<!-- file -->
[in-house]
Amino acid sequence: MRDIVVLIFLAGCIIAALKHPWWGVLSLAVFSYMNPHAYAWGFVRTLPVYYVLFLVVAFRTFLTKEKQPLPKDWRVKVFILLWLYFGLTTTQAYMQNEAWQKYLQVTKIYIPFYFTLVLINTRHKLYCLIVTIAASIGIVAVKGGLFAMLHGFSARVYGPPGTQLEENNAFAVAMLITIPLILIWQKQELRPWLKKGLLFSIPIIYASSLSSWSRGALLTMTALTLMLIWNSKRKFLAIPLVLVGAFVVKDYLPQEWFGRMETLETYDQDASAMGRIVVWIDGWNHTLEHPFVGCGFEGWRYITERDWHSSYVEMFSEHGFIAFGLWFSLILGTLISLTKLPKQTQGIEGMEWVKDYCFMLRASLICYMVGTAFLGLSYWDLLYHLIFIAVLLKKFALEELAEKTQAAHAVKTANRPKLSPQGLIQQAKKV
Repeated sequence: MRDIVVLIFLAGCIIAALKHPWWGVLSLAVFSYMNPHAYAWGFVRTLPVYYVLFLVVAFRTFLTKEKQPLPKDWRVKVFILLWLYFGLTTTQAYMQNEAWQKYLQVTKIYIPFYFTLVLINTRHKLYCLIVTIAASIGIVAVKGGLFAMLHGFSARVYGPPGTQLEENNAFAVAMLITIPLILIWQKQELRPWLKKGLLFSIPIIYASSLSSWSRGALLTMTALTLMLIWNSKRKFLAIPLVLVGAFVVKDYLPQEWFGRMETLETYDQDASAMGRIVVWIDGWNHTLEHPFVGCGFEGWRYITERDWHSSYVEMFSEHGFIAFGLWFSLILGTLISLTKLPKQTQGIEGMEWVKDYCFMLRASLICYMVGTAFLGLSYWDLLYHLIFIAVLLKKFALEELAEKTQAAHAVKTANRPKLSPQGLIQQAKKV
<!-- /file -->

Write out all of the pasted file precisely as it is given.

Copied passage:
[in-house]
Amino acid sequence: MRDIVVLIFLAGCIIAALKHPWWGVLSLAVFSYMNPHAYAWGFVRTLPVYYVLFLVVAFRTFLTKEKQPLPKDWRVKVFILLWLYFGLTTTQAYMQNEAWQKYLQVTKIYIPFYFTLVLINTRHKLYCLIVTIAASIGIVAVKGGLFAMLHGFSARVYGPPGTQLEENNAFAVAMLITIPLILIWQKQELRPWLKKGLLFSIPIIYASSLSSWSRGALLTMTALTLMLIWNSKRKFLAIPLVLVGAFVVKDYLPQEWFGRMETLETYDQDASAMGRIVVWIDGWNHTLEHPFVGCGFEGWRYITERDWHSSYVEMFSEHGFIAFGLWFSLILGTLISLTKLPKQTQGIEGMEWVKDYCFMLRASLICYMVGTAFLGLSYWDLLYHLIFIAVLLKKFALEELAEKTQAAHAVKTANRPKLSPQGLIQQAKKV
Repeated sequence: MRDIVVLIFLAGCIIAALKHPWWGVLSLAVFSYMNPHAYAWGFVRTLPVYYVLFLVVAFRTFLTKEKQPLPKDWRVKVFILLWLYFGLTTTQAYMQNEAWQKYLQVTKIYIPFYFTLVLINTRHKLYCLIVTIAASIGIVAVKGGLFAMLHGFSARVYGPPGTQLEENNAFAVAMLITIPLILIWQKQELRPWLKKGLLFSIPIIYASSLSSWSRGALLTMTALTLMLIWNSKRKFLAIPLVLVGAFVVKDYLPQEWFGRMETLETYDQDASAMGRIVVWIDGWNHTLEHPFVGCGFEGWRYITERDWHSSYVEMFSEHGFIAFGLWFSLILGTLISLTKLPKQTQGIEGMEWVKDYCFMLRASLICYMVGTAFLGLSYWDLLYHLIFIAVLLKKFALEELAEKTQAAHAVKTANRPKLSPQGLIQQAKKV